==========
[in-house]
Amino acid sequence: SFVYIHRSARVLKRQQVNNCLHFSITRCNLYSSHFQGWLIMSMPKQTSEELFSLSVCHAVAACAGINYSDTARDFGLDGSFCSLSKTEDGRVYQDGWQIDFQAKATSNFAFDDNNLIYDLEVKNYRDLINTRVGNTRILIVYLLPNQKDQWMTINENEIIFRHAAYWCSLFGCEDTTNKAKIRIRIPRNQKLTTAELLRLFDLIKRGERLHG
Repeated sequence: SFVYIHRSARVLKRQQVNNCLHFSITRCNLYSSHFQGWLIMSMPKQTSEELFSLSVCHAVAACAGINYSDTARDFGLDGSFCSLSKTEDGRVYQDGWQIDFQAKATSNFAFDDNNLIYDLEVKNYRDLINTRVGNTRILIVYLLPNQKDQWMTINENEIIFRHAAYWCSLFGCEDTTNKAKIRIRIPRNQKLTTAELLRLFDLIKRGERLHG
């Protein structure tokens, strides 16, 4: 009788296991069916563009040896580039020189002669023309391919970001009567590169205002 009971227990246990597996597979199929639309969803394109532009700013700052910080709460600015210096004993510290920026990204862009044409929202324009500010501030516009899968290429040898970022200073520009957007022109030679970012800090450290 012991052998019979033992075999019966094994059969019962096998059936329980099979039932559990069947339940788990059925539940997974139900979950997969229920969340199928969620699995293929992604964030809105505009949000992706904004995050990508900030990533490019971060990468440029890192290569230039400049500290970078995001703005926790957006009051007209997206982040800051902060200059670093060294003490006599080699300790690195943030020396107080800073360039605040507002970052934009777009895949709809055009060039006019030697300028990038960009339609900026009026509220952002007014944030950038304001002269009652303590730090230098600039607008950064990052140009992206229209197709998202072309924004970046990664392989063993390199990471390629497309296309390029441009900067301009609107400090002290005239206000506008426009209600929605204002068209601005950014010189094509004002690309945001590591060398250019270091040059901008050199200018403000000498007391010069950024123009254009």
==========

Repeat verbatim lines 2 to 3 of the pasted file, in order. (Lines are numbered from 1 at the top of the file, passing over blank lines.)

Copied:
Amino acid sequence: SFVYIHRSARVLKRQQVNNCLHFSITRCNLYSSHFQGWLIMSMPKQTSEELFSLSVCHAVAACAGINYSDTARDFGLDGSFCSLSKTEDGRVYQDGWQIDFQAKATSNFAFDDNNLIYDLEVKNYRDLINTRVGNTRILIVYLLPNQKDQWMTINENEIIFRHAAYWCSLFGCEDTTNKAKIRIRIPRNQKLTTAELLRLFDLIKRGERLHG
Repeated sequence: SFVYIHRSARVLKRQQVNNCLHFSITRCNLYSSHFQGWLIMSMPKQTSEELFSLSVCHAVAACAGINYSDTARDFGLDGSFCSLSKTEDGRVYQDGWQIDFQAKATSNFAFDDNNLIYDLEVKNYRDLINTRVGNTRILIVYLLPNQKDQWMTINENEIIFRHAAYWCSLFGCEDTTNKAKIRIRIPRNQKLTTAELLRLFDLIKRGERLHG